Considering buying a home in the Denver or Boulder Colorado area that has a Homeowner’s Association (HOA)? We’ve all heard horror stories about some over-controlling HOA’s that send you a notice for every tick tack violation. Well, I have written a list of questions to ask the HOA to make sure you don’t get stuck in a bad situation.
Here are questions to ask your HOA before buying a house or condo in Colorado ?
- How much are the dues?
- What is the history of the due increases?
- Does it include building insurance or not?
- What are the specifics of the insurance and what insurance will you be required to carry vs. the hoa carries it for you?
- Financials – look at the last few years of statements as well as the most current and the approved future budget. Are there reserves for things like concrete repair, deck repair, staining/painting/etc? etc? The big red flags are if you notice the area needs new sidewalks for example everywhere….and the concrete reserve is only $500. That means it either A. wont be fixed or B. they will tack on a special assessment to all HOA members to pay for it. Also, look at maintenance contracts like landscaping, security, snow removal etc. Do they look reasonable to you? Is one of the HOA members also one of the contractors?
- A special assessment is a one time fee to pay for something. You want to find out if there is the possibility of FUTURE ones, if there are any currently, and if there ever HAVE been too. They can be pricey. I know a downtown denver building charged everyone $5000 to replace the elevators. If there are any or have been any be careful. If you still think the place makes sense for you then you can still move forward with the purchase but negotiate to have the seller pay for the assessments.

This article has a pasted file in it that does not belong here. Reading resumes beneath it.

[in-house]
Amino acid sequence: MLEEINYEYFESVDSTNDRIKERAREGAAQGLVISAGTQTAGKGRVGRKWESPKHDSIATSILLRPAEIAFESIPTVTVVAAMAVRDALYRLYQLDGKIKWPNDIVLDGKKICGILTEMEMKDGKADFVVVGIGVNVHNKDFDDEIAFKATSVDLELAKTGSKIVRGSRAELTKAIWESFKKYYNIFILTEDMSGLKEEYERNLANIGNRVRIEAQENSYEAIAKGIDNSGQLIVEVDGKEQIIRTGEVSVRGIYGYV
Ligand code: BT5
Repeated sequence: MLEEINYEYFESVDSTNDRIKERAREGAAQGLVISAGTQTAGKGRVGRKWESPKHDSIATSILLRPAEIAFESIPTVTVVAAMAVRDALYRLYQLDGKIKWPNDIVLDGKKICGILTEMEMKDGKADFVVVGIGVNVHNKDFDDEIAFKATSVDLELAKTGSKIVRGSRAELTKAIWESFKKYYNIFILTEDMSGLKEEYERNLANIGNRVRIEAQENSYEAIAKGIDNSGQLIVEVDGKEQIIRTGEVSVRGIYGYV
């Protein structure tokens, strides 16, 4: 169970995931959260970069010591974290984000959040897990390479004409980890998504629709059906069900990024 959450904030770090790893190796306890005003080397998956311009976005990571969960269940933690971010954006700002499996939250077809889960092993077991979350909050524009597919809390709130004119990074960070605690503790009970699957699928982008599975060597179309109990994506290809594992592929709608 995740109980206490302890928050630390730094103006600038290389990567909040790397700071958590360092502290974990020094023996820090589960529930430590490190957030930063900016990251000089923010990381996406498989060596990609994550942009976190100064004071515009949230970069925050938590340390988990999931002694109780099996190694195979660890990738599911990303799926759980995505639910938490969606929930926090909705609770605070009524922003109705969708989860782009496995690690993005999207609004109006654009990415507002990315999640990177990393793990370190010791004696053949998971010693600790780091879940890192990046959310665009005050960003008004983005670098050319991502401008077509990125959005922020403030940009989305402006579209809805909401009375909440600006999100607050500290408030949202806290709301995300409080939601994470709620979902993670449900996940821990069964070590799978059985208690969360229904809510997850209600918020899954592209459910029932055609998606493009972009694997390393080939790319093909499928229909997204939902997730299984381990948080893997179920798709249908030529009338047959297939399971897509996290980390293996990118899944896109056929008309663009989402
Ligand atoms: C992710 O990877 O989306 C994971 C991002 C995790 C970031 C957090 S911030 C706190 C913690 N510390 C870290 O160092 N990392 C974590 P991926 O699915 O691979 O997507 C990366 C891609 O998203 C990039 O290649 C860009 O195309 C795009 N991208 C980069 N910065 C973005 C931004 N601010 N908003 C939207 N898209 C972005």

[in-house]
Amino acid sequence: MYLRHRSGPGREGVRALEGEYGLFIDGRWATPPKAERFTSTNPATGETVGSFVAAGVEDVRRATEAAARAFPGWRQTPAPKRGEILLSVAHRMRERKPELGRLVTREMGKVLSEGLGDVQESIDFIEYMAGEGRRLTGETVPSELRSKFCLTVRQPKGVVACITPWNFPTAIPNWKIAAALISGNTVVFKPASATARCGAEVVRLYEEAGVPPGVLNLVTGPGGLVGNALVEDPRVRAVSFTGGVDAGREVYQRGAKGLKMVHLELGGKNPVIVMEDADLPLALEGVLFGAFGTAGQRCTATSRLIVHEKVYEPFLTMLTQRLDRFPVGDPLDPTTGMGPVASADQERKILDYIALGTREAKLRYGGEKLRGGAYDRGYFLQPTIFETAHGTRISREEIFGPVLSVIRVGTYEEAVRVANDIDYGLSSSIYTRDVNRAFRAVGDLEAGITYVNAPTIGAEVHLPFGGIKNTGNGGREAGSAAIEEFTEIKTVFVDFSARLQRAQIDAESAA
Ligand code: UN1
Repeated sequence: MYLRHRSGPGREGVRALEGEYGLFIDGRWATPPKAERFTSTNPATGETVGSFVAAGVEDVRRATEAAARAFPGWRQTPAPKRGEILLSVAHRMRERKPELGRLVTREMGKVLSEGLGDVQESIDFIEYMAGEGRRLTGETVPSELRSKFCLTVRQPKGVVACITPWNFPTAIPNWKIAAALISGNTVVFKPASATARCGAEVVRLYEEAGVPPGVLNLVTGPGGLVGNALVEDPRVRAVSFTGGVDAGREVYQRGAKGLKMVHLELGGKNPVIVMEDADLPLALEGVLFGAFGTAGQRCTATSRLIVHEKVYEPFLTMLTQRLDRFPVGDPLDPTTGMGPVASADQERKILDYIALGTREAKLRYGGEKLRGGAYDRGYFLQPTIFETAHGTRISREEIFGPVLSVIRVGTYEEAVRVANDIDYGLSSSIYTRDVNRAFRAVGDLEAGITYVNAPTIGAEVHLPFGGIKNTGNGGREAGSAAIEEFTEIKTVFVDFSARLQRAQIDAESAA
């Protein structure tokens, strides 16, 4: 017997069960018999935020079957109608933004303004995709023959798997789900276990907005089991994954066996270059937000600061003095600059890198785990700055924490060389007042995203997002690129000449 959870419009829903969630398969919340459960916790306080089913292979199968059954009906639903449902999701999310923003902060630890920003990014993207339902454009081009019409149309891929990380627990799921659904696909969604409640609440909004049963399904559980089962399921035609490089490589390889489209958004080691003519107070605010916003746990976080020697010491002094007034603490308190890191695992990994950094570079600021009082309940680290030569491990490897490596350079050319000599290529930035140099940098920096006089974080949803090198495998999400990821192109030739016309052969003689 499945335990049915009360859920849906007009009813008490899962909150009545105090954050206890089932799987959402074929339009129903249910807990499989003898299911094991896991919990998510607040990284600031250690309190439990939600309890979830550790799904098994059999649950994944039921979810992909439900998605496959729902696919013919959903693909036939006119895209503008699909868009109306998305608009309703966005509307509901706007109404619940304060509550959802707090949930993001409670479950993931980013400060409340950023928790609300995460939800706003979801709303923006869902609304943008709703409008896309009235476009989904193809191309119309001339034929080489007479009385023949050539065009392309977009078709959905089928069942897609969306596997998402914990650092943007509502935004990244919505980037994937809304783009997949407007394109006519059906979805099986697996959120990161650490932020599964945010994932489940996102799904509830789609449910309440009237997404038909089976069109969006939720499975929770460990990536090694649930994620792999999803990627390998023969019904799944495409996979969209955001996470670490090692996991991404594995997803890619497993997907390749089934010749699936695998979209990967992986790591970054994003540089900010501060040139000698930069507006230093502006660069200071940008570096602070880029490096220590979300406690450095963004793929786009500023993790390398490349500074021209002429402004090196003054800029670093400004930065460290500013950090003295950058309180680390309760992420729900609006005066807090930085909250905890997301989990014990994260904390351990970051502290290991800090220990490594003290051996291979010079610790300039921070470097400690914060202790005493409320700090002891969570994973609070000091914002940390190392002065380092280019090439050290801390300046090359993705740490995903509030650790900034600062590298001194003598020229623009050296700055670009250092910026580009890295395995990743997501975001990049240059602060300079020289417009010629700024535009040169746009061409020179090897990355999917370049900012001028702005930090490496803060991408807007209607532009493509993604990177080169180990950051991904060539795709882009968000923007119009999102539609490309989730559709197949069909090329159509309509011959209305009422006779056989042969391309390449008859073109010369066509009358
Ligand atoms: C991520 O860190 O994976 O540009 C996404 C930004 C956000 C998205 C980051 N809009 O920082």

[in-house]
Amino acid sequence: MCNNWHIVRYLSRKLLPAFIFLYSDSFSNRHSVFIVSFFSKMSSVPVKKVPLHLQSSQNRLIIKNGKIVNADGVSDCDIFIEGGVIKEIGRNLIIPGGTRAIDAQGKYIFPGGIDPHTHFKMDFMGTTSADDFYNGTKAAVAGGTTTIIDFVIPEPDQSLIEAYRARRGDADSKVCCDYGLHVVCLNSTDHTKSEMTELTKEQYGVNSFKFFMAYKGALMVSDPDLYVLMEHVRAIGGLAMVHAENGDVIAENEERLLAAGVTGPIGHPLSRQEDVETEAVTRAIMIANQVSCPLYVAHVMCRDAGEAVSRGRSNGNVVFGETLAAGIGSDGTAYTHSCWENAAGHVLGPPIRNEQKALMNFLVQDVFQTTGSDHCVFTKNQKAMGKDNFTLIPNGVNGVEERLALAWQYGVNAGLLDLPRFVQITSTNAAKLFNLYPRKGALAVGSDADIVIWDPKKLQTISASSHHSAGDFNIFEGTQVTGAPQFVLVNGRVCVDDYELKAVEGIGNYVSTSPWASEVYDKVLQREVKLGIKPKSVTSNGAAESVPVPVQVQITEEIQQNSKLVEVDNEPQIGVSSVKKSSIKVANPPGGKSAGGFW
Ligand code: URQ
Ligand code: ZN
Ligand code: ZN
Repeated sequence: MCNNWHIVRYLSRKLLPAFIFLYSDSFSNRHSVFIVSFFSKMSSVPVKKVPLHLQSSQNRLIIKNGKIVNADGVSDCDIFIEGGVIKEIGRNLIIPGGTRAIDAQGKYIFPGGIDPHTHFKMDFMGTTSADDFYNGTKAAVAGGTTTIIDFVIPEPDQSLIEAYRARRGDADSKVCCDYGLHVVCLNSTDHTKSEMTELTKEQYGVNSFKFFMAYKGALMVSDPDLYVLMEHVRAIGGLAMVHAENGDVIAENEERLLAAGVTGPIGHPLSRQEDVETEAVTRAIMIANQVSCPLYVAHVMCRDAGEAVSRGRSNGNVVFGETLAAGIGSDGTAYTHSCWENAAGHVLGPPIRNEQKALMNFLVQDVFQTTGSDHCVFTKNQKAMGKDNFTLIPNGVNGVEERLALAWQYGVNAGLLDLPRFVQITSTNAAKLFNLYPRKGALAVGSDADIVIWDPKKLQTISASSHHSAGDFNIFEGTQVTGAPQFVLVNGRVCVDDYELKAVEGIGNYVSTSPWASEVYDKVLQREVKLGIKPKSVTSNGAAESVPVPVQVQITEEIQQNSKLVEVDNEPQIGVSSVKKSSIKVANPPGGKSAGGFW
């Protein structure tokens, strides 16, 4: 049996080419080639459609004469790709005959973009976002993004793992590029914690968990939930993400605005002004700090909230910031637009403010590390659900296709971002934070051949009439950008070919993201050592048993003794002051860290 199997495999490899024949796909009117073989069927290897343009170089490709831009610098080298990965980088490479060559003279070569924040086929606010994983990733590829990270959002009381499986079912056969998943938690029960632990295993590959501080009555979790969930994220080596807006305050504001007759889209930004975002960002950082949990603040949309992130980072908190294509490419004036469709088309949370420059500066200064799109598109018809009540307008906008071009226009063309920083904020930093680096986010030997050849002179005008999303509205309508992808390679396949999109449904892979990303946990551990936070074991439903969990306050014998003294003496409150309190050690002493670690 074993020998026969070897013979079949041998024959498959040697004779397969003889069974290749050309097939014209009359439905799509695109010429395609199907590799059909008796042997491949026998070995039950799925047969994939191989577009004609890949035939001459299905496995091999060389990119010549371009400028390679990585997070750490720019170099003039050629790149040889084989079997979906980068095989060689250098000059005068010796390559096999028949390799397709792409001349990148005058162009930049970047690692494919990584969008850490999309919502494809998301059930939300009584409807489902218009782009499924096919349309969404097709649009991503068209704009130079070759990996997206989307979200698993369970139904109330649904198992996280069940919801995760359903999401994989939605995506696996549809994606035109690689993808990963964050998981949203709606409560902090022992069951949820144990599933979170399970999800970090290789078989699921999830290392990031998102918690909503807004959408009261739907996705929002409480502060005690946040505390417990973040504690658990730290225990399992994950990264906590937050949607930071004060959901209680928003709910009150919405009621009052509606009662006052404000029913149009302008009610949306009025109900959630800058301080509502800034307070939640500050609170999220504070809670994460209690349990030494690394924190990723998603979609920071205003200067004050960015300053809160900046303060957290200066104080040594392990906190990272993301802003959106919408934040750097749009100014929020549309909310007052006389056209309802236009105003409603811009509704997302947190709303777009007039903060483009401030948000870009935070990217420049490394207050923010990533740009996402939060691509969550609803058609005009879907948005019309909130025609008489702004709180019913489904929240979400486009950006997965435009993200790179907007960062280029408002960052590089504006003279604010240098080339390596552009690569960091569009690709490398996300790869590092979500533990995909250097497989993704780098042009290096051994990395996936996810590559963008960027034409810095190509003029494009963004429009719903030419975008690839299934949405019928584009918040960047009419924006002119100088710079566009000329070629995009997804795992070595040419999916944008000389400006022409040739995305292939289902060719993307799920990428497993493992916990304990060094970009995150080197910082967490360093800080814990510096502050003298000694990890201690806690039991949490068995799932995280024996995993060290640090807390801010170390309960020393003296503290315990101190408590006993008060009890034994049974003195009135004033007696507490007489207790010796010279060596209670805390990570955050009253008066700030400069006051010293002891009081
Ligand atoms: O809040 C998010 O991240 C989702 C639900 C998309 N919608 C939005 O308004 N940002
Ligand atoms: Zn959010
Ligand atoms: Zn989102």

- If you haven’t already – find out how much the transfer fees and and capital reserve requirements are when you close and negotiate to have the seller pay for them (unless you have already agreed otherwise)
- Find out how many units are owner occupied versus rented out. The HOA will know this. If it’s higher than about 10% rentals then don’t buy it.
- Find out the current status of all the membership dues. How many units are in the HOA and of that, how many are past due. How much?
- Get the minutes from the past years HOA meetings and read the to see what kind of stuff they talk about and this will tell you how picky they are and what type of violations they pursue action on.
This list is by no means comprehensive because every property and HOA is different. However, my hope is that this gives you a good starting point to learn about your hoa before buying a home so you make sure it’s a good fit for you and your family. If I can answer any specific questions about your situation please give me a shout!